Having said that, if one or more of your wines is made in too small a quantity (or is sold out), just let people know, in advance if possible on your website. Then there will be no surprises during tasting.

One thing I don’t like are the wineries that want you to book your tasting in advance, often with a larger fee. Frankly, there are few wines I would do that for in BC, and it just comes across as snooty to me. If you have wines that you want people to taste, make it easy for them to do that — that’s what will bring more of them in!

Finally, watch out for how much pressure is put on to ‘buy’ wine. I know I feel a bit guilty when I taste but don’t buy, particularly when there is no tasting fee. But I also don’t want any hard selling!

What works better for me is hearing where the wines are available for sale. If it is only at the winery or online (and by the case), that is more likely to entice me to buy. Frankly, that is the main reason I make the trip to wine country, to buy what I want, in the quantities I want, without the markups from the private stores.

That’s my advice, then, on the ways to ensure the ‘wine experience’ is a positive one, regardless of why you are coming!

SB

http://www.sbwinesite.com

NARAMATA WINE TOUR

May 22, 2013

With the May long weekend marking the unofficial start to the season — and most BC wineries now open for public tastings — I thought I would do a series of blogs on self-guided wine tours. I will start with my favourite region – Naramata!

Naramata – the isolated little conclave on the eastern side of Lake Okanagan – is an idyllic spot. Only five minutes outside of downtown Penticton, it seems like you are miles away from urbanity! It is also all about wine up there and, in my opinion, perhaps the best wine in B.C. (if not in Canada).

1. La Frenz

As you drive up the long, winding road into Naramata, the first place to stop is the best – La Frenz! Jeff and Niva Martin are from Australia and have been making great wine – that offers ridiculous value – since the mid-1990s. Having been tasting, drinking and cellaring their wines for over ten years now, I can confidently say the produce the best wines in Canada – red, white, rose and sweet. Their tasting room is small but nicely laid out, with a constantly changing selection of almost all their wines to try at a small cost (which is reimbursable with any purchase.

Tasting at La Frenz easy – just try everything that is offered! My favourite whites are the Sauvignon Blanc, Semillon, Small Lots Riesling, Viognier – all easily the best in BC, and between $20 – $22 a bottle! The Reserve Chardonnay is also a beauty, like a baby Beringer Private Reserve. For reds, they have Cabernet Sauvignon, Merlot (again, the best in BC) as well as Shiraz, Malbec, and Pinot Noir (check out the Reserve…wow!). And don’t forget their Rose in the summer – an explosion of ripe strawberries and grapefruit – as well as three sweet wines (non-vintage Tawny Ports and Muscat, plus a Vintage Shiraz Port).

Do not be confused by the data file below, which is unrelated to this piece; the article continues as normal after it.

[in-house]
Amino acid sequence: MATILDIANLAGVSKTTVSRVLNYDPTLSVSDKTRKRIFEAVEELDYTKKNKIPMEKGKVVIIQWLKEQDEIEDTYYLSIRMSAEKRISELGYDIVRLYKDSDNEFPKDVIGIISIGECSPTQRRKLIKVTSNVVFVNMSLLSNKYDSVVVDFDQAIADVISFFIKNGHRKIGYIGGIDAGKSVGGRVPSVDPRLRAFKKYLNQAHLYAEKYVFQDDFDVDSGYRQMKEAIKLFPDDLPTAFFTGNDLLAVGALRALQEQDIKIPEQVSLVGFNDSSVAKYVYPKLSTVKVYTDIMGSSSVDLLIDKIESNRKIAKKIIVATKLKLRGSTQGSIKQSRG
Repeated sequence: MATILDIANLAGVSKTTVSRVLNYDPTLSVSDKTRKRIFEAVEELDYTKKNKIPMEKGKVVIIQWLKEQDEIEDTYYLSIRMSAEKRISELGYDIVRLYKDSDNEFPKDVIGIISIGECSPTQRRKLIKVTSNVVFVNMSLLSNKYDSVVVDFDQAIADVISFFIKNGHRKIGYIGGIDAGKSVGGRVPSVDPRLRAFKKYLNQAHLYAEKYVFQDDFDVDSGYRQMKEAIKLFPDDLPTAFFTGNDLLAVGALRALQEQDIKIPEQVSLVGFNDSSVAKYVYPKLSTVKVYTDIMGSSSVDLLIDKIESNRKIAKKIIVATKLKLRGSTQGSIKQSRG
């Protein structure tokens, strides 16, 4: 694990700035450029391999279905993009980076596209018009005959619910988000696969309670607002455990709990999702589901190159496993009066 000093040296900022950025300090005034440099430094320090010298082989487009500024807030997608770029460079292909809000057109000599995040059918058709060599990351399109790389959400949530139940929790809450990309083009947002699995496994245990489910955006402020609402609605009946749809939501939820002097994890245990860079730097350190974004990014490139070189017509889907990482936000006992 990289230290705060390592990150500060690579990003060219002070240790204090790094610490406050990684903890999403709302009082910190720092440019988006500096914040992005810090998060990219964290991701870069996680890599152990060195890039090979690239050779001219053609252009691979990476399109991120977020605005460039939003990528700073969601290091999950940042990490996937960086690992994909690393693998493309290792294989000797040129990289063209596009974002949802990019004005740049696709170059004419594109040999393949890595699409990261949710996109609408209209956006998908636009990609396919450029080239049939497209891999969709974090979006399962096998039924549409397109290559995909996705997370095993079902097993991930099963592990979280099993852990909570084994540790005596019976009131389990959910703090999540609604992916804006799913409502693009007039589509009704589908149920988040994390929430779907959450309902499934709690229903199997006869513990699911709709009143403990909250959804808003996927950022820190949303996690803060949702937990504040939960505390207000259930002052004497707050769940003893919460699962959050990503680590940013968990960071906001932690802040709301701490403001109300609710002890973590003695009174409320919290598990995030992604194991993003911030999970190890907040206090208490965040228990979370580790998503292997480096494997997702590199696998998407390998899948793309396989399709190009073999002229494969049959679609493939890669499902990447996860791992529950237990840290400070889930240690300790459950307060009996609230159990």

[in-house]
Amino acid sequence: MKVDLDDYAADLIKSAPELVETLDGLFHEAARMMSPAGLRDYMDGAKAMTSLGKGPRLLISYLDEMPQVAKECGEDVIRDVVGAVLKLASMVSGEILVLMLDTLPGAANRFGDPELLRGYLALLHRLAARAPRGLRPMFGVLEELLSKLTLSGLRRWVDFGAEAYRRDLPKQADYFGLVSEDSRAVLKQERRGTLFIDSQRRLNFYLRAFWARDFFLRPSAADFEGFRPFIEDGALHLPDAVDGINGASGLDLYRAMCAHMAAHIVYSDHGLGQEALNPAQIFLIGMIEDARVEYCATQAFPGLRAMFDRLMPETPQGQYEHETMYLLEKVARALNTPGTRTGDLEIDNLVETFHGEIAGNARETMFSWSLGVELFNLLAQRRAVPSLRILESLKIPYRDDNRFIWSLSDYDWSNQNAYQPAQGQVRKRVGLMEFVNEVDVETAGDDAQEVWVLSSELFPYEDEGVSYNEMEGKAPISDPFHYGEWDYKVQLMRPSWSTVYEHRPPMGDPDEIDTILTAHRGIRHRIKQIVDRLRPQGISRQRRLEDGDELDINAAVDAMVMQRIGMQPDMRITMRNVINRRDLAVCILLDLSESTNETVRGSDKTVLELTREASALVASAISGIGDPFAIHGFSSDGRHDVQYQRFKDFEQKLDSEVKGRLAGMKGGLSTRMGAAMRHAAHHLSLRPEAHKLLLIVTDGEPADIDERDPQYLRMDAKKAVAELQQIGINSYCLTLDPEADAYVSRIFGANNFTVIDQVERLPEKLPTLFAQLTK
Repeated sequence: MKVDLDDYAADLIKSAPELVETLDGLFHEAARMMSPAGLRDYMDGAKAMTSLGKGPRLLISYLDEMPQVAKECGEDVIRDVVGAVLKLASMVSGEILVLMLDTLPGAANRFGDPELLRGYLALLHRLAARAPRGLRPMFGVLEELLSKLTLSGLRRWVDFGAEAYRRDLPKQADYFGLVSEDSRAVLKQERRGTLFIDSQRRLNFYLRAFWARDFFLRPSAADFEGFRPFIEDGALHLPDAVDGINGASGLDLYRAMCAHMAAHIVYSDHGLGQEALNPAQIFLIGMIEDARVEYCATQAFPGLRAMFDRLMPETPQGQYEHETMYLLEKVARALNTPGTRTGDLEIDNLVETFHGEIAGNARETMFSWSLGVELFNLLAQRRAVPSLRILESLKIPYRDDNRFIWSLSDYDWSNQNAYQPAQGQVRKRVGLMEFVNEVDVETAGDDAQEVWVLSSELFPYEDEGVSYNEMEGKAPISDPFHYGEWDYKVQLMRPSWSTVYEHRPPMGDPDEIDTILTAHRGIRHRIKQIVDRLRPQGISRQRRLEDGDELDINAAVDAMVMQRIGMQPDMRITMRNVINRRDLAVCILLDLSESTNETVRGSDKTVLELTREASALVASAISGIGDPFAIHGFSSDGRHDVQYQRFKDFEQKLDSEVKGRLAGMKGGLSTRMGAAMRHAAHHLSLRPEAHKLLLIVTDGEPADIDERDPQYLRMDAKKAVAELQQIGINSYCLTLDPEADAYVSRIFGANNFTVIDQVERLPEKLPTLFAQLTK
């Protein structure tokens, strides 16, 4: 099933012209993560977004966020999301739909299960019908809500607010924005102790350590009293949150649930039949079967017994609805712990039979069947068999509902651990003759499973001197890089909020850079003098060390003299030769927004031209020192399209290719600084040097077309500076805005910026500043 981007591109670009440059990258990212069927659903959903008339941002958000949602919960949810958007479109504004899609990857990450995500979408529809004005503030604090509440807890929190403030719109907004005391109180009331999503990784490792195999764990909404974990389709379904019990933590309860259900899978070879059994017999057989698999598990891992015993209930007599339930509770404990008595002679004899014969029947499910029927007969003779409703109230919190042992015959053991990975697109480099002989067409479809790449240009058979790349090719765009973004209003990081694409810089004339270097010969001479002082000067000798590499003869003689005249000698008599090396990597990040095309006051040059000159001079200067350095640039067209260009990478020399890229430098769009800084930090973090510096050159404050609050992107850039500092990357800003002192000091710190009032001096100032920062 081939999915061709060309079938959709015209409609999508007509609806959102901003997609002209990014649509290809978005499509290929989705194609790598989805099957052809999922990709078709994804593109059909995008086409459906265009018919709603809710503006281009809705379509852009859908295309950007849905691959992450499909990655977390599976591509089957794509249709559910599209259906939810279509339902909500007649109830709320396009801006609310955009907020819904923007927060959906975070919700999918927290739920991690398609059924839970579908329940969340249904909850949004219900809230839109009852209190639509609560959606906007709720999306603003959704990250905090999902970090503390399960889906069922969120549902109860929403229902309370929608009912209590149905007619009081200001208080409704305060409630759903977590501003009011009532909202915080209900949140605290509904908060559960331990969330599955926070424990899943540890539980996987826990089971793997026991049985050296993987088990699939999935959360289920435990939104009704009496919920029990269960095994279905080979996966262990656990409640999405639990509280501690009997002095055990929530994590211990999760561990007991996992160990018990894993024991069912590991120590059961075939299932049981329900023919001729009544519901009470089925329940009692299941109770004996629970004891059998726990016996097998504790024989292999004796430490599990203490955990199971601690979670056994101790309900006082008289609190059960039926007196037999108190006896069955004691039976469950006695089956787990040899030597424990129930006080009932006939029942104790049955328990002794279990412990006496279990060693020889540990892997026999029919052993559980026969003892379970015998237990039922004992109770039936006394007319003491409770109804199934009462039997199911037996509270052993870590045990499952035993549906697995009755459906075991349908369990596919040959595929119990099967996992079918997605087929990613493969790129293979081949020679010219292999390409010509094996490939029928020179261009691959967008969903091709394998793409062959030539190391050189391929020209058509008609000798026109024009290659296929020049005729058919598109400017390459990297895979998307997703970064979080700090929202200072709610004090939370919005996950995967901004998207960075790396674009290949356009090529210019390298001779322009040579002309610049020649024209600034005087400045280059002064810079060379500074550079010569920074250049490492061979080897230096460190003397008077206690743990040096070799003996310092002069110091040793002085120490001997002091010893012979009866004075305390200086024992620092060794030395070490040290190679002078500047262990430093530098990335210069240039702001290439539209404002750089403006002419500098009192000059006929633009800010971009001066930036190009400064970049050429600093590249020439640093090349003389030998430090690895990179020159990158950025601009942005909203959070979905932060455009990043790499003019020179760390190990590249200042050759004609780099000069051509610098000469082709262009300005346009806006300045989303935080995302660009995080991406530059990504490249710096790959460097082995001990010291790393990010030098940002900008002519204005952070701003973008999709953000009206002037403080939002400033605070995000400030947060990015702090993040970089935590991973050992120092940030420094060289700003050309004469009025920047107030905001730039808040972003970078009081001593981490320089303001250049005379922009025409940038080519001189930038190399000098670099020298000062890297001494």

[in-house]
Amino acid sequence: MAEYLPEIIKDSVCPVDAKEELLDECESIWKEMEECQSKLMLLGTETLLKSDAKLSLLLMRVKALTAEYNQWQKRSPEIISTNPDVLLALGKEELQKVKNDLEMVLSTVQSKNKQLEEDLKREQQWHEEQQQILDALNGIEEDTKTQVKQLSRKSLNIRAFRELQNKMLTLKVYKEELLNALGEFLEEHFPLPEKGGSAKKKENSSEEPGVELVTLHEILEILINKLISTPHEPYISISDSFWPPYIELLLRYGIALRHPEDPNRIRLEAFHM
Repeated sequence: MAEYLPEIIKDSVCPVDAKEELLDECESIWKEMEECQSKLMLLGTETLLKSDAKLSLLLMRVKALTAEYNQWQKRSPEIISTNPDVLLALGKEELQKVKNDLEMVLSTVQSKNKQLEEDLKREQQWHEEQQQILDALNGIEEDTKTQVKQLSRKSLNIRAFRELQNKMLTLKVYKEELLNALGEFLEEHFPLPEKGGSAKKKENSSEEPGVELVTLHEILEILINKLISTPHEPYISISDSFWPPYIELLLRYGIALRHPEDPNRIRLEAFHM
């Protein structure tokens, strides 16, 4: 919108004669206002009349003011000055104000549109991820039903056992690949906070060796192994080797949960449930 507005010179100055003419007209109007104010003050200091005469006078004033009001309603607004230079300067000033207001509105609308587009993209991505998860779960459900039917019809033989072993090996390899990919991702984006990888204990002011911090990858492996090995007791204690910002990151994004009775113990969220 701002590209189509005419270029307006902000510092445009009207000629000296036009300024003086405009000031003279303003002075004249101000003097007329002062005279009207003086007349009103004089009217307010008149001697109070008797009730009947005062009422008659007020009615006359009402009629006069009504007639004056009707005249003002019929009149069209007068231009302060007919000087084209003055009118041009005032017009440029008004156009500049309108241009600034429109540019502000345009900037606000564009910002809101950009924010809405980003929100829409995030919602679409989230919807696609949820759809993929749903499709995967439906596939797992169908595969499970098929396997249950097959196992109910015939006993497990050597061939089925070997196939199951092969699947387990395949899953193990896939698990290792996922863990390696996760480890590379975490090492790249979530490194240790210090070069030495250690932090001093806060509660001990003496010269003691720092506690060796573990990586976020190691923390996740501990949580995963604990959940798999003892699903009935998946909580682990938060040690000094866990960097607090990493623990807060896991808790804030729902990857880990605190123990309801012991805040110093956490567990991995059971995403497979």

2. Hillside

The next winery I recommend for a short stop as you drive through Naramata is Hillside Estate. They have a nice tasting room as well as a bistro that is open for both lunch and dinner.

A full range of whites and reds are available for tasting at Hillside, with the standard small fee that is refunded if you buy anything. I recommend tasting the Gewurztraminer and Muscat Ottonel for the whites and the Syrah for the reds (the rest of the reds are made in more Bordeaux style).

3. Marichel

Marichel Vineyards is next up. Richard Roskell, the winemaker and proprietor, makes only Syrah and Viognier and has a small tasting room, but don’t let that fool you – these are artisanal wines well worth stopping to taste and buy.

Syrah and Viognier are the red and white offerings here, two versions of each (one more “serious” and the other less expensive and designed for immediate consumption). Both are Rhone style, although the Syrahs are fruitier than most in Naramata. The estate Syrah is particularly worth checking out – not cheap at $40, but a beautiful cross between Rhone and Australia!

4. Kettle Valley

This beautiful vineyard is at the bottom of a long, winding road that has a great view of the lake. The tasting room is about as minimalist as you can get – the back part of a house! But, once again, don’t let that fool you – Kettle Valley makes arguable the best Pinot Noir in B.C. (if not in Canada). And although you rarely get to taste their two best Pinots on site (because they are made in such small quantities), you can buy them directly from the winery’s website.

I stick to reds for tasting here…Pinot Noirs first, (whatever they have available to taste, and if they have the Hayman Vineyard or Reserve, well, enjoy! They are flagship Pinot Noirs for BC and Canada. I also like the Merlot, which is more fruit-forward than most, and they make an interesting Marechal Foch-based wine (Extra 4079) and a version of port called Caboose, both of which are worth tasting.

4. Howling Bluff

Another relative newcomer to the Naramata winescape, Howling Bluff burst on the scene a few years ago by winning a couple of prestigious Governor General awards for their Pinot Noir. It remains their best red wine, made in a cross between California and Burgundy with spicy cherry fruit.

There are now three whites – a Semillon/Sauvignon Blanc blend, Sauvignon Blanc and Pinot Gris. All are very nice and great bargains at under $20. Another unpretentious tasting room in the back of their house, but amazing wines to be tasted.

5. Nichol Vineyards

Always the last stop in my Naramata trip, because it is the literally the last winery before
the road winds down into the town. Ross Hackworth purchased this winery from the Nichol family a number of years ago and – with it – the oldest Syrah vines in Canada (which is the reason I come to taste and buy every year!).

For whites, there are Gewurztraminer and Pinot Gris to taste, and both are worth it, especially the latter. It is made in a true “Gris” style, with the skins left on for a while so that the white wine ends up a shade of pink (how deep a shade depends on the year). But it is always bone dry.